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Nazi consolidation of power in 1933 was primarily due to their use of violence and terror. How far do you agree with this opinion?

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?Nazi consolidation of power in 1933 was primarily due to their use of violence and terror.? How far do you agree with this opinion? Upon Hitler?s appointment of Chancellor in January 1933, he faced series of issues that would need to be tackled in order to allow the Nazis to consolidate their power and secure a strong position within Germany. After all, there were only two other Nazis in the cabinet of twelve and so attempting to maintain their power was extremely vital. However, it is evident across their methods that violence and terror were indeed prominent strategic components in achieving the final power necessary, primarily shown through the somewhat ?dictatorial? behaviour of the SA and their brutality that advanced the rise of Nazism. Despite this, violence and terror were not solely responsible for their consolidation of power, Hitler?s intelligent decision to call for an election in March, the somewhat ?lucky? outcome of the Reichstag fire and the Enabling Act are all contributing factors and therefore challenge this opinion extensively. One aspect to the political style of Nazism was the systematic encouragement and the use of violence. Regardless of the fact that Weimar politics implemented the use of violence from the start, Nazism brought violence to a new height and enforced an unprecedented affair of persecution and intimidation. ...read more.


As well as violence, terror and the fire at the Reichstag building, Hitler?s decision to call and election on the 5th March 1933 also played a large part in the Nazi consolidation of power; this decision was made within just 24 hours of his appointment as Chancellor. Hitler believed that not only would this consolidate Nazi power, it would also enhance his own personal status within Germany. However, once again, the use of violence was implemented into this, with meetings between socialists and communists being regularly attacked by the Nazis. Within this time period, Goering also used this authority for his own advantage, enrolling an extra 50,000 into the police; the vast majority being members of the SA or SS. However, another Nazi method of consolidating power in the elections was through the atmosphere of fear and hatred implemented into their election propaganda. Hitler lay the foundations of this tone in his ?Appeal to the German People? of the 31st of January 2013 where he blamed the poor economic conditions on democratic government and the terrorist activities of the communists; clearly this would portray the Nazis in a positive, strong light whilst repressing any opposition. Moreover, he stirred up the idea of the government as a ?national uprising? in an attempt to restore Germany?s pride and unity, this would encourage the continuation of support for the Nazis and contribute to their consolidation of power. ...read more.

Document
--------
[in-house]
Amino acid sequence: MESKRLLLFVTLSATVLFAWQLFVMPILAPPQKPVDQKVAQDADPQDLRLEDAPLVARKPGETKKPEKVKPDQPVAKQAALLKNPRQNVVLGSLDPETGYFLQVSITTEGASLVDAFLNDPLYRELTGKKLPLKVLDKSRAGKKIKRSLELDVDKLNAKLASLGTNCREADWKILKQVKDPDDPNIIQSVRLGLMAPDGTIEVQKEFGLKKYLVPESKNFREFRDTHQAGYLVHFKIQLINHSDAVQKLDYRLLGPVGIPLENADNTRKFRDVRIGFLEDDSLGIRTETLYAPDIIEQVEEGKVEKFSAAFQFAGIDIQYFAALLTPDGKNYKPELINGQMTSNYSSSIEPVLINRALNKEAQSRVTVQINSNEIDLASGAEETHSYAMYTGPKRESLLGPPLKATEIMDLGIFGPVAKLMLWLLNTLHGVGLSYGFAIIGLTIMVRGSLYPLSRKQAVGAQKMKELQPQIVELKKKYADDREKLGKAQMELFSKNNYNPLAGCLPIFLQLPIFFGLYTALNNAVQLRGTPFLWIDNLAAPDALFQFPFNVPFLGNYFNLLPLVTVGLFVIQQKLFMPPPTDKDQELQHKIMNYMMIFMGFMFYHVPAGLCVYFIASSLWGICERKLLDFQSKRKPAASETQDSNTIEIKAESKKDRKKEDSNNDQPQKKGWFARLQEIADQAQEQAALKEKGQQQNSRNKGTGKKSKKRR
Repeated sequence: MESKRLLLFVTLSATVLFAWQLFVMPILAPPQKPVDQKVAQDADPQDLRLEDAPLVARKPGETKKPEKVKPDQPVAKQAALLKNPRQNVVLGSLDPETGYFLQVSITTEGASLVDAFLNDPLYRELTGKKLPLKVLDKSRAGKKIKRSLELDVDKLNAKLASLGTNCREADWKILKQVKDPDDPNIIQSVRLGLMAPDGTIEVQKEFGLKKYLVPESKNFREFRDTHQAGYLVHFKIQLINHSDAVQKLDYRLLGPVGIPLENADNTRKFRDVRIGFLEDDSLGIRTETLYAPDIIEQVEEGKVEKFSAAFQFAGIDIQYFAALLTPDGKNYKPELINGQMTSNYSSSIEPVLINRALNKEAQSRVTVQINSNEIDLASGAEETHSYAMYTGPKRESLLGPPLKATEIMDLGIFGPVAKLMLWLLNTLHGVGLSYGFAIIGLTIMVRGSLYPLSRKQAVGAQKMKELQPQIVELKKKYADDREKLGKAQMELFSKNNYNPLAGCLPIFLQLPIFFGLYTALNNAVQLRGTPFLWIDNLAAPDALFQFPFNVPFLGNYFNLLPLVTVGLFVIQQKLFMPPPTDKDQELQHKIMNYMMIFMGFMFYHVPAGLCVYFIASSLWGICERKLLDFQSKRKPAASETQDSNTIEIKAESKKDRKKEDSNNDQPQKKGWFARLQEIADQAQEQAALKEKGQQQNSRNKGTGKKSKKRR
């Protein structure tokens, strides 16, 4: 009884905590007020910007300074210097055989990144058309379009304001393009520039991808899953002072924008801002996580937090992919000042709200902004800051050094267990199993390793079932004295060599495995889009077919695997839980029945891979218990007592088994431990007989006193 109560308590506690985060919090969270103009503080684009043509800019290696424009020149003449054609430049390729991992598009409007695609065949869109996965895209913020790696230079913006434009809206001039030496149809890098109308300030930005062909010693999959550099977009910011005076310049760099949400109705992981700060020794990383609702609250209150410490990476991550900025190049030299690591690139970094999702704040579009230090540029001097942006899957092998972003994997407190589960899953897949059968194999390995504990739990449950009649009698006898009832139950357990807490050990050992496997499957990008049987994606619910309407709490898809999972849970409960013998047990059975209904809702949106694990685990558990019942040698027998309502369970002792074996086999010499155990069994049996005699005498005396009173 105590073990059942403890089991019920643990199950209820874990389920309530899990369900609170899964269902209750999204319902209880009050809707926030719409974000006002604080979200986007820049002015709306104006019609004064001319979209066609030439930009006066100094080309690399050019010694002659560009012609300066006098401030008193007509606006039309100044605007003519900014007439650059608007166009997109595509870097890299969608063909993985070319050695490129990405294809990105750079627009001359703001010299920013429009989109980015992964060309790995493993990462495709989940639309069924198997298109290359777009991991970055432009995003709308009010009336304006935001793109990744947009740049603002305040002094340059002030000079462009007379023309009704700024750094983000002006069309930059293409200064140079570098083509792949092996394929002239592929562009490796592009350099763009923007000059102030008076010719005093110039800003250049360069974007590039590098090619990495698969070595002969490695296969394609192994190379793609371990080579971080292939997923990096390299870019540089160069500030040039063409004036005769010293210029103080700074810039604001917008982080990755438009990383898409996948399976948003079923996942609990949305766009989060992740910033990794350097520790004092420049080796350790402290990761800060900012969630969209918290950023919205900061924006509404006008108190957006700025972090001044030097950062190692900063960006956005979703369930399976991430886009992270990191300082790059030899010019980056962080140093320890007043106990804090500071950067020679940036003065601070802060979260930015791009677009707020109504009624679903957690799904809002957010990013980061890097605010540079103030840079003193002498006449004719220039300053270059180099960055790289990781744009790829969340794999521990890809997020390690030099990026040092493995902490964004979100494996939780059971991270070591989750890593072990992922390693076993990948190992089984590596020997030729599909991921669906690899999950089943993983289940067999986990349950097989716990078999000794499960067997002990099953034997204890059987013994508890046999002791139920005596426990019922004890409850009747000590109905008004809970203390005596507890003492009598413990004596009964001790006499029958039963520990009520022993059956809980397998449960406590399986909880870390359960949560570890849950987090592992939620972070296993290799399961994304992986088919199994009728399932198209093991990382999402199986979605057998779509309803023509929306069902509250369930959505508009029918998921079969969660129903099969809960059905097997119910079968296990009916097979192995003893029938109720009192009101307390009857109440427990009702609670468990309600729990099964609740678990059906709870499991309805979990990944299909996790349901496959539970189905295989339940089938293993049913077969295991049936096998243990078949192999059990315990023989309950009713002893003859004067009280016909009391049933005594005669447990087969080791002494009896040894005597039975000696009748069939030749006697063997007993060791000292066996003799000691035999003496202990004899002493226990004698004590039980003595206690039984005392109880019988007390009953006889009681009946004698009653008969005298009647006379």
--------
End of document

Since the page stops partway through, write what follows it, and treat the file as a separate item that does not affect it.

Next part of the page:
As described by Karl Bracher, the Nazis had effectively led a ?legal revolution? to which the German?s had foolish succumbed to. In the space of just a few weeks, Hitler had managed to complete the consolidation of power by legally dismantling the Weimar Constitution and allowing the Nazis to emerge as victorious, preparing for the inevitable totalitarian dictatorship. In conclusion, I believe that the use of violence and terror were most definitely responsible for the Nazi consolidation of power in 1933. These methods were implemented into the majority of actions in the Nazis attempt to begin a totalitarian dictatorship. Without the help from the brutal SA, many would not have been frightened into voting in the March elections and therefore the Nazis would perhaps have gained an even smaller figure. Moreover, the Nazis aimed to weaken the opposition by using the SA to attack both the socialists and communists, thus allowing them grow further in strength. Furthermore, violence and terror was also seen due to the ?Decree for the Protection of People and State?, with hundreds of anti-Nazis facing imprisonment and resulting in the violence reaching new heights. Although the Reichstag Fire, the Enabling Act and the March elections all played significant parts in the Nazi consolidation of power, many would not have been achieved and exploited effectively had it not been through the encouragement of violent acts from leading Nazi figures. ...read more.

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